Having looked back on my literary highlights of 2023, now it’s time to look forward to some of the pleasures of 2024. This Spring and Summer, you can expect two mouthwatering novels themed around the pleasures of food, both with some darkness and bitterness alongside the sponge cakes and pastries.
There are two singular memoirs of love and loss – one dealing with the loss of a father and one with a mother, with the authors turning detectives and following the trails their parents left to find out more about their pasts. Finally, there’s a glowing, fictionalised story of the later life of Maria Callas, as her love for Aristotle Onassis torpedoes her practical first marriage and changes the course of her life.
Piglet: Lottie Hazell, Random House UK
Enthusiastic home cook Piglet lives with her posh husband-to-be Kit in Oxford's Summertown, commuting to London for a junior role at publisher Fork House. She expresses herself through food, and as the wedding day approaches, her focus on food gets stronger. There are hints of Margaret Atwood's classic The Edible Woman here, except instead of not being able to eat, Piglet can't seem to stop; especially once Kit’s secret comes out. Generally, there's a lot to like here and an interesting take on women’s relationships to cooking, family and class, with the domestic goddess/bridezilla as you've never seen her before.
Learning to Think: Tracy King, Random House UK
While the story starts with a family's conversion to Billy Graham-style Christianity, this is no religion-focused 'Educated,' though it focuses on learning. Tracy King was a little girl when her beloved father Mike died, and the most gripping part of the book concerns her investigation into what happened. This memoir is also a timely look at school refusal/ phobia, class, and identity, as well as the nature of thought. I particularly liked reading about Tracy's gentle, eccentric mother Jackie, who manages to surmount her agoraphobia and being widowed before forty to forge a meaningful life and career of her own.
Diva: Daisy Goodwin, Aria
In this fictionalised story of her later life, the great opera singer Maria Callas worries about how long her voice will hold out for; how many 'golden coins,' to use her beloved singing teacher's analogy, she has remaining in her throat. This light-as-air, shimmering bonkbuster will keep fans of romances and biographies of Hollywood royalty happy, with some genuinely touching moments as Maria copes with life's disappointments (loss, parental and romantic let-downs and no longer being able to eat pasta, to name but a few) while stepping confidently into her role as the original girl boss of the opera world.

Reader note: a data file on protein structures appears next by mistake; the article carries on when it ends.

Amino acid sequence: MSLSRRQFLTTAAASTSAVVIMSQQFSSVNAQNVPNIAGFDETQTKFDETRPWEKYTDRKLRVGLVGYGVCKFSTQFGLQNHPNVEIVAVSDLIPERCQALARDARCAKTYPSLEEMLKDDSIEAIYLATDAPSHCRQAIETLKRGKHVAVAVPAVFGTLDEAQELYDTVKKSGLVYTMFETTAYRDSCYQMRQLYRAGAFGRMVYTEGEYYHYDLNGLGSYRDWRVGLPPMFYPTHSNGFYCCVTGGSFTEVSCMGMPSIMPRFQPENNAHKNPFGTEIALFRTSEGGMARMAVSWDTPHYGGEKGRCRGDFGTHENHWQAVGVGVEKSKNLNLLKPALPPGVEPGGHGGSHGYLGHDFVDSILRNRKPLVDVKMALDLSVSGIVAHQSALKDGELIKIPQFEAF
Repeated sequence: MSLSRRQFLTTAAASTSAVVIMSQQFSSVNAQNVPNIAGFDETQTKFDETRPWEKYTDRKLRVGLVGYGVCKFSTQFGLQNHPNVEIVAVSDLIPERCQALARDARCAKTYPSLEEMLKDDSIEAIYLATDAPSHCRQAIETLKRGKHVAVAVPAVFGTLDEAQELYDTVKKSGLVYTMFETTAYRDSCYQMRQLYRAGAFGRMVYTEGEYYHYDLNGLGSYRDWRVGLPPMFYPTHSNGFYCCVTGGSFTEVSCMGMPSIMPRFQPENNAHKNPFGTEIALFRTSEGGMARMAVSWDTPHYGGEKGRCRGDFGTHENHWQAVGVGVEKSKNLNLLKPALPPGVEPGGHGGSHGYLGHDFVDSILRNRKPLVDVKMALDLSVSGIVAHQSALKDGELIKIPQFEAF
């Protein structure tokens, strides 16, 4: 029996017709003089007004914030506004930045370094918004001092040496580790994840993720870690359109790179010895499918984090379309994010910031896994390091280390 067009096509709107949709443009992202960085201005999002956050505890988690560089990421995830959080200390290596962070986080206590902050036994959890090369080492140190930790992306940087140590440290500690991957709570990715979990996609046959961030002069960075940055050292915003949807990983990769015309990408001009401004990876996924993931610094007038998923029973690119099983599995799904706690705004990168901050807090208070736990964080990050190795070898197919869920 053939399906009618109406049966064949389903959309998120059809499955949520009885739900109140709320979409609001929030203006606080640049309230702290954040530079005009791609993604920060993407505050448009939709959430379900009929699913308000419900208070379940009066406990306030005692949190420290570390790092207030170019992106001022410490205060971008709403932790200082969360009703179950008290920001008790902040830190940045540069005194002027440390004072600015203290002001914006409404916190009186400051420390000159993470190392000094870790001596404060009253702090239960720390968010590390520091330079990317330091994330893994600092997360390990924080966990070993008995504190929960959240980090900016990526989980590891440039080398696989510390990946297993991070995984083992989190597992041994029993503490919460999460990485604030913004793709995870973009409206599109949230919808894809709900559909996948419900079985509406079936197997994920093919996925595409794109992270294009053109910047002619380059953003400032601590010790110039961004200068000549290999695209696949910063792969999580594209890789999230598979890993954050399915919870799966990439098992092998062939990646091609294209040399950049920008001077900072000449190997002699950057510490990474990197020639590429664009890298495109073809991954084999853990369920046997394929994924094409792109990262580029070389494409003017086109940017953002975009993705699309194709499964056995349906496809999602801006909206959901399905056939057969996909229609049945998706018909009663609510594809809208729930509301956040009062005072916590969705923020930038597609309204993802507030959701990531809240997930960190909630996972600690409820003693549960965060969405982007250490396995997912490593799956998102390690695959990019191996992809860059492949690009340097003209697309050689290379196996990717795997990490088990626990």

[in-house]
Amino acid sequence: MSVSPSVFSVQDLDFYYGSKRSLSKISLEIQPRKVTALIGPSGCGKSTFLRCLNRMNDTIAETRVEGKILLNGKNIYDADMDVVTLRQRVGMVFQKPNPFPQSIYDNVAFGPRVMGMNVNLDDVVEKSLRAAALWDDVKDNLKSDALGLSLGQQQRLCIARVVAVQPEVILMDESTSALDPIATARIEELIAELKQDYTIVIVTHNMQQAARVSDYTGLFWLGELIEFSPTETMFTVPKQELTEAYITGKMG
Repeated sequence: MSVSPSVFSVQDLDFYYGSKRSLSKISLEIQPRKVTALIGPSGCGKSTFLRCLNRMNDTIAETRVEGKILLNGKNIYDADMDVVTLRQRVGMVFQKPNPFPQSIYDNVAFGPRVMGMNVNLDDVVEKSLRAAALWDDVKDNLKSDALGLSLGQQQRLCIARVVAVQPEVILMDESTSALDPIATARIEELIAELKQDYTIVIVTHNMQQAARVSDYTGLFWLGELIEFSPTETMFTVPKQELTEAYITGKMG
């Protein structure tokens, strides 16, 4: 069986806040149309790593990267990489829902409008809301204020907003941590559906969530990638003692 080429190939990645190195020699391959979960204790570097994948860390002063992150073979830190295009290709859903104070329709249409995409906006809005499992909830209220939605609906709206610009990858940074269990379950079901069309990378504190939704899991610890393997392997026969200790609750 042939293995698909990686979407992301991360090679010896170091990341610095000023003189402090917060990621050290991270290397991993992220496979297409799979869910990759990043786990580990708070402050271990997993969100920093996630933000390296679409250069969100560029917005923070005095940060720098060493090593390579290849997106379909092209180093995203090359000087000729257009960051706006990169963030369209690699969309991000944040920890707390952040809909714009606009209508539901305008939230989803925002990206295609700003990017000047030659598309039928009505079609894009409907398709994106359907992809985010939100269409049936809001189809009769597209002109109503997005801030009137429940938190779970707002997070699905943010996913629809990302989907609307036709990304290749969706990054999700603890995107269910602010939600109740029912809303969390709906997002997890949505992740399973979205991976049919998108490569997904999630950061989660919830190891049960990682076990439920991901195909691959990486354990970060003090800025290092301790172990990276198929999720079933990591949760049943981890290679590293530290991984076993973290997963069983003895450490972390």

Mrs Quinn’s Rise to Fame: Olivia Ford, Penguin
Seventy-something Jenny Quinn enters the Britain Bakes show and must overcome her fear of baking bread (her weak spot) while introducing the nation to the classic goodies her family enjoyed while she was growing up. Under this sweet confection, though, is another story, one about illness, fear of loss and death, the potential end of a marriage, childless-or-child-free-ness, and shame from a long-ago secret that will make you furious at what women of Jenny's generation had to endure. I must confess that I was in bits for the last five minutes of the book. Hollywood handshake for Olivia Ford!
Did I Ever Tell You? Genevieve Kingston, Quercus
When she dies in her forties, Gwenny Kingston's mother leaves boxes of gifts for her two children to unwrap at pivotal points in their lives: first period, high school graduation, engagement. This luminous book explores the gifts, both their powers and their limitations. Gwenny’s mixed feelings about them are eventually clarified by a tape where her mother explains what she intended by the gifts. Gwenny's struggles with depression and agoraphobia in her twenties make for moving reading, as you root for her to overcome them. This would make a lovely film but is also ready to be enjoyed as it is.